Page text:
Pseudoephedrine vs phenylephrine is a years old conversation in various forums and research with consensus findings. The conversation is once again rising with the annual flu season.
A cynic might think the regulators are promoting what seem to be placebos as useful medicines. It seemingly is one of those ‘profits are important’ decisions dressed as ‘we have not taken something that works off the market without a replacement; while phenylephrine as marketed does no good it does no harm (excepting to the pocketbook)’ which is one of the TGA’s major litmus tests, so it must be all right?
In allergy season the interrogations from the chemists gets old pretty quickly and the price is up, up, and up while the dispensation is smaller, smaller, and smaller, all as an additional ‘tool’ to dissuade buyers.
For the non-cynics I would like to hear their defence of allowing marketing of ‘medicines’ that do not work in the form they are mass marketed.
From a market research firm a view for the real stakeholders (businesses).
Disclaimer: A family member has chronic allergies and has treatments from A-Z through to surgery. Nothing worked well excepting pseudoephedrine as required.
A good point, the phenylephrine ingredient is a poor cousin to pseudoephedrine. For those not aware the latter was being used to manufacture amphetamines, but also used itself by long-distance truck drivers in large quantities, to stay awake and was implicated in hallucinations and truck crashes. Now it is behind the pharmacy counter and you need to hand over ID to the pharmacist who if they agree to supply (ie you don’t have high blood pressure or bad peripheral circulation or on certain other medicines) then they have to add it to a central database, which would alert people to those shopping around.
These days, if it is an allergy that is the cause (their ‘allergy season’), the non-sedating antihistamine tablets are available, including at supermarkets. I think if anyone has severe congestion and needs something more, or it is not an allergy then they will need a medicated nasal spray or a washout with a saline spray or saline rinse. However, these are also not so good because you get rebound congestion (when you stop) if you use the medicated spray more than a few days and the saline nasal rinse is a bit unpleasant and something you would really only do at home.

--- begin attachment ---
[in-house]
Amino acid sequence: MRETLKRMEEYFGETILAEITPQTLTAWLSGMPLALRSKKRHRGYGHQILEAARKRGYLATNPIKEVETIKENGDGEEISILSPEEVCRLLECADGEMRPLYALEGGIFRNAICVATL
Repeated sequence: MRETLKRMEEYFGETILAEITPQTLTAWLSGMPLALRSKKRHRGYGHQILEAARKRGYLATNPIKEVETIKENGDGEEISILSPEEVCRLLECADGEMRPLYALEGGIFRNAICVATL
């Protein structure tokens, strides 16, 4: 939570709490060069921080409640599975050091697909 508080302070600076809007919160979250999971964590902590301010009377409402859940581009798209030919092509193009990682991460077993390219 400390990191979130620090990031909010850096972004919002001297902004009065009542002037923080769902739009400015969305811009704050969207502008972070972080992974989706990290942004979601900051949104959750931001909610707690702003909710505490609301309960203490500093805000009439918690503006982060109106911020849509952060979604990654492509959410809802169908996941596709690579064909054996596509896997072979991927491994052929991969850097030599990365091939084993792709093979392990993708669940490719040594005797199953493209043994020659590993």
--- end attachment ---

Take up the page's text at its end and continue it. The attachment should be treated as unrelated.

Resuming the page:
Unfortunately there are many things in over the counter medicines (OTC) that don’t work that well, but until there are serious side effects they seem to be accepted by the regulator and industry and continue being used in OTC products.
There have been accusations for years phenylephrine and all the cold meds that use it are not effective. The US FDA is being pushed into a re-evaluation. Will the TSA be far behind or continue to support it because it is ‘safe’ regardless it might not work?
Sudafed has never worked for me In fact most of the advertised “decongestant” meds have never worked for me. I get horrendous congestion in nose and sinuses with my CPAP… so I have to tolerate hours of nose blowing after I wake. I’ve been using oxymetazoline nose sprays (Drixine, Dimetapp, etc) as a way of having clear airways before I go to sleep, and whilst its supposed to last 12 hours, I have my doubts, but it does work n the short term.
Would that be the original Sudafed with pseudoephedrine, or its replacement Sudafed PE with phenylephrine?
Once the ‘feds’ decided to control pseudoephedrine the formulations with phenylephrine became commonplace, including with advertising the TSA, FDA, and all the others were happy with - even though from the early days of phenylephrine based ‘meds’ there was scepticism it worked in tablet form, and at the approved doses.
Do we need more detailed advice?
I’ve found it very effective the few times each year I use the product to manage the effects of grass and plant pollens in our rural setting. I doubt it is a placebo in that instance.
On Tuesday, the committee voted no on the specific question: “Do the current scientific data that were presented support that the monograph dosage of orally administered phenylephrine is effective as a nasal decongestant.”
In pill form, some scientists say, phenylephrine gets absorbed by the gut and is metabolized so well that only a tiny bit makes it to the bloodstream, where it is needed to reach the nose
Perhaps you are one of those who is sensitive enough to the ingredient you do not need much but I’ll refrain from speculating further. I have also read reports it works in some inhaled forms, just not in tablets.
One of the largest pharmacy chains in the US has responded by taking products off their shelves. Any expectation of if or when our own ‘abandon’ these placebos and stop ripping off customers, even if it was done innocently for decades?